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Romania and North Korea: Casting off the chains(How Kim Il Sung tyrannized Romania)
Taipei Times ^ | Nov 17, 2003 | James Zumwalt

Posted on 11/24/2003 4:59:25 AM PST by TigerLikesRooster

Romania and North Korea: Casting off the chains

By James Zumwalt

Monday, Nov 17, 2003,Page 9 Last month, Romanian president Ion Iliescu met with President George W. Bush -- the latter representing a people who have enjoyed democracy for more than two centuries; the former a people who have enjoyed it for little more than a decade.

For almost a quarter of the previous century, the Romanian people had been subjected to the brutal reign of Nicolae Ceausescu, which ended abruptly with that dictator's violent overthrow and execution in 1989. Once able to cast off the yoke of Ceausescu's tyranny, the Romanian people have proven themselves very capable of jump-starting a democracy.

Today, Romania stands as a model for what can be achieved by a nation whose people are committed to navigating the difficult course of transitioning from autocracy to democracy.

While there was much to be discussed by the two presidents, one wonders if Iliescu, knowing of Bush's current difficulties in trying to put North Korea's nuclear genie back into the bottle, shared with him the story about how a visit to that country by Ceausescu in 1971 had a devastating impact on the Romanian people and Iliescu's political fortunes.

Initially, Western leaders were encouraged by Ceausescu, who became head of the Romanian Communist Party in 1965 and two years later head of state, for he continued his predecessor's policy of following a path free of Soviet domination. He restricted his country's active participation in the Warsaw Pact and even condemned Moscow's 1968 invasion of Czechoslovakia. He developed a relatively liberal approach towards freedom of speech.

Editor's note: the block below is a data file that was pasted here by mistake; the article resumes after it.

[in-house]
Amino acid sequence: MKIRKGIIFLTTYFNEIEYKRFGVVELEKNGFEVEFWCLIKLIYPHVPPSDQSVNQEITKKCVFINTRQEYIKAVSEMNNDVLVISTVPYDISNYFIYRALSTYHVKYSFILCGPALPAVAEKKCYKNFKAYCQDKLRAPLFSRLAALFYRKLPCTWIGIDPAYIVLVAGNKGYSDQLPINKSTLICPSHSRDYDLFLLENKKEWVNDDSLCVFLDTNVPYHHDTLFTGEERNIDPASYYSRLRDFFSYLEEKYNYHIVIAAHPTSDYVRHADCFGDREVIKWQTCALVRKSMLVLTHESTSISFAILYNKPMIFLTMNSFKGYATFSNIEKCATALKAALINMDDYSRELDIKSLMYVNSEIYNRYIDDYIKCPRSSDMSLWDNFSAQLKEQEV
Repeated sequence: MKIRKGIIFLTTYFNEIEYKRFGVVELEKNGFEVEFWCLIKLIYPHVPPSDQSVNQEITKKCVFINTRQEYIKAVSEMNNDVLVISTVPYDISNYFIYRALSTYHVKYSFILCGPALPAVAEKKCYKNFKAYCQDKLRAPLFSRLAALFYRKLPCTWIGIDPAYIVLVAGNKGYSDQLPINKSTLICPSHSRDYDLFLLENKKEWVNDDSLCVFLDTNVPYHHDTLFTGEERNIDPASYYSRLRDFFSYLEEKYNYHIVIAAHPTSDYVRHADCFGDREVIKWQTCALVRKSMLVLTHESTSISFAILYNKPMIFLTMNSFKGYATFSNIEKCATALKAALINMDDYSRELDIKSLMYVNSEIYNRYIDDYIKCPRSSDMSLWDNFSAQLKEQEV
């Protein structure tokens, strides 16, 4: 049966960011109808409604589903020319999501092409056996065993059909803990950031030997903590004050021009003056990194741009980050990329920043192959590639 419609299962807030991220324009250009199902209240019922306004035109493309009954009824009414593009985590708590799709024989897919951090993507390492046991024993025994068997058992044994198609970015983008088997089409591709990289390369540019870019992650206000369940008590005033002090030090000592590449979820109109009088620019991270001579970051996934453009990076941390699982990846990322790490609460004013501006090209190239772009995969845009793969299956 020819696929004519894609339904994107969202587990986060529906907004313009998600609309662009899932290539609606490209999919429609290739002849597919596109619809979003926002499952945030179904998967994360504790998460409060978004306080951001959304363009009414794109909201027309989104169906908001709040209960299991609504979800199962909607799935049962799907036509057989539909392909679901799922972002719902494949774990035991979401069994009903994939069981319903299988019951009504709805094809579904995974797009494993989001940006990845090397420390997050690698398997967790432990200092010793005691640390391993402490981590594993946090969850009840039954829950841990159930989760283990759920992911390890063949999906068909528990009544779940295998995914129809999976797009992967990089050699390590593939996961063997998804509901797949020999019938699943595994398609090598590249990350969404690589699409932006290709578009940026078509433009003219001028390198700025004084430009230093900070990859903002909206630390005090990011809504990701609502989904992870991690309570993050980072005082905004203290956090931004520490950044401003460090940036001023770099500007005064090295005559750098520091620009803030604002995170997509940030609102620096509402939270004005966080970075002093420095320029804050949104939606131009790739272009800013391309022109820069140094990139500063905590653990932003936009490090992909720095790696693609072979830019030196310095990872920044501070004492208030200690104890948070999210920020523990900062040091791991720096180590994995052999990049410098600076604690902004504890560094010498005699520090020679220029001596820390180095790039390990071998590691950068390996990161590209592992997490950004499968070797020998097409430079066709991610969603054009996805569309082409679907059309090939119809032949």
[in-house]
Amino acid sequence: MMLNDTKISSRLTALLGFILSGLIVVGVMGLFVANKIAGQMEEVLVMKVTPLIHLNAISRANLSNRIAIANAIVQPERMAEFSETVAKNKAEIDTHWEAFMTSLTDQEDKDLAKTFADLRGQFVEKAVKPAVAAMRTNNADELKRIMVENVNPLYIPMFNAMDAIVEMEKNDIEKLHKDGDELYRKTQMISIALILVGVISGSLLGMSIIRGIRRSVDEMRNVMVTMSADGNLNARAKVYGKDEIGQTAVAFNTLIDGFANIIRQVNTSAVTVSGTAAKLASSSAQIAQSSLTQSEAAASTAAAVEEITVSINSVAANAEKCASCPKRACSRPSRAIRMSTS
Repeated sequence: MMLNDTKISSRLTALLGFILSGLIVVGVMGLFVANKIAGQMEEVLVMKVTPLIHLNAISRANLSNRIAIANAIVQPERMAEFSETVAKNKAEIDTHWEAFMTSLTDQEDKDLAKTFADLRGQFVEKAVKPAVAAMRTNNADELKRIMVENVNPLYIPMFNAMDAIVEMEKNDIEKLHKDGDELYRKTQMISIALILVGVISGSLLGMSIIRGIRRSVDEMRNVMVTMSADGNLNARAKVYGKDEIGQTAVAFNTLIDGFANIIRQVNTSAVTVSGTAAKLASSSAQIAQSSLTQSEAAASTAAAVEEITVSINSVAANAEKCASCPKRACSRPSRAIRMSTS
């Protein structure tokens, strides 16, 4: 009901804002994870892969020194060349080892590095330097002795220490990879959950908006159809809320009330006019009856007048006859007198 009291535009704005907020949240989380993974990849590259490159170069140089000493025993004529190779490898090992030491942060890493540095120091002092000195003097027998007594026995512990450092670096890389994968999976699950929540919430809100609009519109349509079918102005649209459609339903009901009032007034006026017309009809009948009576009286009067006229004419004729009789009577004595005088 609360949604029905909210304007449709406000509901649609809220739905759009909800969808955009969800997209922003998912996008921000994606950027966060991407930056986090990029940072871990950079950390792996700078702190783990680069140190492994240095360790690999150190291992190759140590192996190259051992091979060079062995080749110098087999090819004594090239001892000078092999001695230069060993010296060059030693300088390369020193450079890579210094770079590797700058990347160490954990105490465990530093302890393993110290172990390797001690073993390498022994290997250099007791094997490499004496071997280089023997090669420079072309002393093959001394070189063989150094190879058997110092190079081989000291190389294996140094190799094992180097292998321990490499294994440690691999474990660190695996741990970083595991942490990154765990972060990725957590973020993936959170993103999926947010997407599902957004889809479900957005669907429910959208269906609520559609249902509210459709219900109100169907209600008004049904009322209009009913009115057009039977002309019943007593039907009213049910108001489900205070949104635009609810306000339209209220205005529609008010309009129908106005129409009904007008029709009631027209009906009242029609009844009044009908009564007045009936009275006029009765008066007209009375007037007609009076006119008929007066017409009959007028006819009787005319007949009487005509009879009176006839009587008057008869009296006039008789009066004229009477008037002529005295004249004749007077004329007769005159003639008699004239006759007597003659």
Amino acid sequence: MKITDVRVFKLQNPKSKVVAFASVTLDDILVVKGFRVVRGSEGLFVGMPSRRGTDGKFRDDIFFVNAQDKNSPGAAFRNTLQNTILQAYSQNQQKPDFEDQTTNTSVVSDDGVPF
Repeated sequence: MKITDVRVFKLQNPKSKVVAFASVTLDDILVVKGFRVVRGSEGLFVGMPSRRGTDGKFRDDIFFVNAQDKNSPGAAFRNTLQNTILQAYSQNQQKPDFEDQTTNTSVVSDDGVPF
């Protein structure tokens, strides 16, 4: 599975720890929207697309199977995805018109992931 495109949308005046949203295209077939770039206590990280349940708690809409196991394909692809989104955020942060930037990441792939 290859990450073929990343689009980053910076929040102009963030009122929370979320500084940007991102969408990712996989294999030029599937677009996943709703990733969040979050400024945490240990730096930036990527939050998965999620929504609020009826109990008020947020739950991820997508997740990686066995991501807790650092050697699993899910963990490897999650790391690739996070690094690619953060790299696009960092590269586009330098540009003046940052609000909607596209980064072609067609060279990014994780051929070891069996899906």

In 1967, to the further delight of the West and dismay of Moscow, he established diplomatic relations with West Germany and continued relations with Israel following the Six Day War. Ceausescu's independent thinking within the Soviet sphere of influence was rewarded by the US in 1969 when President Richard Nixon visited Romania.

In June 1971, Ceausescu visited North Korea. He was immediately taken in by what he observed there -- the disciplined society Kim Il Sung had created and the idolization the North Korean people appeared to have for their dictator. Ceausescu returned to Romania with a changed vision for his country -- one built around the North Korean model of complete control of its people.

Iliescu, then serving as secretary of the Communist Party's Central Committee, attempted to discourage Ceausescu from doing this, arguing what his leader saw as strength was weakness, as the complete control of the North Korean people was slowly undermining that country's economic soundness. Ceausescu would not heed Iliescu's advice.

For the next several years, as Ceausescu endeavored to impose the North Korean model upon Romania, Iliescu continued to voice his objections. With each objection, Iliescu was demoted, relegated to positions of less and less responsibility in order to isolate him and diminish his influence.

Ceausescu, meanwhile, sought to mimic Kim Il Sung's personality cult by creating his own. The North Korean strongman had dubbed himself the "Great Leader." Not wishing to be outdone, Ceausescu claimed the moniker "the Genius of the Carpathians," among other self-adulating titles. He also began to tighten his grip on his government by placing family members in powerful positions around him in an exercise of "dynastic socialism."

Unsurprisingly, by following the North Korean model, Ceausescu reaped what he sowed and, by 1981, had turned Romania into an economic basket case. Food rationing was reinstated and energy was in short supply. But, unlike North Korea, which received injections of cash from the Soviet Union to help hide the fact its economy was a sinking ship, Ceausescu found the Soviets unwilling (understandably so) to play the role of financial benefactor to one who had refused to tow the Soviet line. Ceausescu was left on his own to sink or swim.